when i think of you

my mother’s stories trace the edges
of your modest mountains and
knead the bumps of your dry, flat lands.

my mother sighs. cuando era niña,
preparabamos la masa para las tortillas
desde las cinco de la mañana.
these mornings
crept behind my grandfather,
who wore straw hats and plaid button-up shirts with
a shiny, silver belt buckle that reflected
the stars. my mother recalls
when he bought her those
zapatos de cuero. the ugliest shoes she’s
ever had, she says.

méxico. where my mother laughed for the first time
like the way fire crackles beneath el comal. méxico,
where her mother sung lullabies in the darkness
and waited for mi abuelo to come home. méxico,
where drunk men cry together at parties because
los borrachos siempre dicen lo que sienten.
méxico, where women like Layda Sansores
don’t give a fuck and boldly stand before oppressors,
sin miedo.

méxico, this happens when i think of you.

spanish interpretations:
cuando era niña, preparabamos la masa para las tortillas desde las cinco de la mañana: when i was a young girl, we would prepare the dough for the tortillas since 5 o’clock in the morning.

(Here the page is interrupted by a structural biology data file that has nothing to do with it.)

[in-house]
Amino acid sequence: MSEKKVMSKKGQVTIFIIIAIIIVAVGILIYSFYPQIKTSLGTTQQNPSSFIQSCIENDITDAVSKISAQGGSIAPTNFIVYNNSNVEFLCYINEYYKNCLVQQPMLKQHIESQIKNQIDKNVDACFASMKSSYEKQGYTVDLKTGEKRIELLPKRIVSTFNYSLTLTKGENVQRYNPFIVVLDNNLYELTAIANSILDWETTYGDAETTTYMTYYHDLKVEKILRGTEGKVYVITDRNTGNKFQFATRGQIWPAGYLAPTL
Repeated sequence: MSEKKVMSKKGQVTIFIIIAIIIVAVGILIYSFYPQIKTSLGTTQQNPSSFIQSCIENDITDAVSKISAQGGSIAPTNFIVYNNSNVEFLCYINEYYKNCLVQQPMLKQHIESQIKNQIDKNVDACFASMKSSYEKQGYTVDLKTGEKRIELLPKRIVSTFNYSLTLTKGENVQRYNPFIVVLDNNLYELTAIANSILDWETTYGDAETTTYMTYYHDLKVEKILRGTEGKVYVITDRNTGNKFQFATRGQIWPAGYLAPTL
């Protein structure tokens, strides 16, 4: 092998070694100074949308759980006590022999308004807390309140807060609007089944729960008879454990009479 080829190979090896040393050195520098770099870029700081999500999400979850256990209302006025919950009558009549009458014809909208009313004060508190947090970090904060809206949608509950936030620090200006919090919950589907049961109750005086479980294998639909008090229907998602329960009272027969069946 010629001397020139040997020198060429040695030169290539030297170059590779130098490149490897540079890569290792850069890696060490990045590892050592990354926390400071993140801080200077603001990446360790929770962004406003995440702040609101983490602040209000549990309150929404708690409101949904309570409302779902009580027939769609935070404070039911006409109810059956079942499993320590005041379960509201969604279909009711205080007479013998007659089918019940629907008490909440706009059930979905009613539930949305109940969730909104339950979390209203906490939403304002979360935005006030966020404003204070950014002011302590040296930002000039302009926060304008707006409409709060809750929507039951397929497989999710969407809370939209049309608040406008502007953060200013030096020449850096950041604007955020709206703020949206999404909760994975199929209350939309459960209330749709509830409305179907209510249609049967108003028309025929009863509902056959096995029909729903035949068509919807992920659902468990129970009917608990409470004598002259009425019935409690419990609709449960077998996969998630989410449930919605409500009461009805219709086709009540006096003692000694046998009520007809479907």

zapatos de cuero: leather shoes
el comal: cast iron comal
mi abuelo: my grandfather
los borrachos siempre dicen lo que sienten: drunks always say what they feel.
sin miedo: without fear.

un cuentecito / a little story

mi papá me llamó–las lágrimas de su niñez corriendo por las
arrugas de su carota de seis años. un niño
con los cachetes inflados porque tuvo miedo
subirse al avión y volar por los cielos vacíos.

se entierra bajo las montañas de california,
bajo la luna oscura de sus sueños. cuando llora solo,
oigo sus gritos y la tierra tiembla bajo mis pies. me recuerda
que soy una hija de las montañas y no de los cielos–
no fui creada pa’ volar.

te quiero papi, te quiero
más en retrato que en foto.


*english interpretation*

my dad called me–his childhood tears slipping through the wrinkles
on his chubby six-year-old face. a child with
swollen cheeks who is afraid of getting on an airplane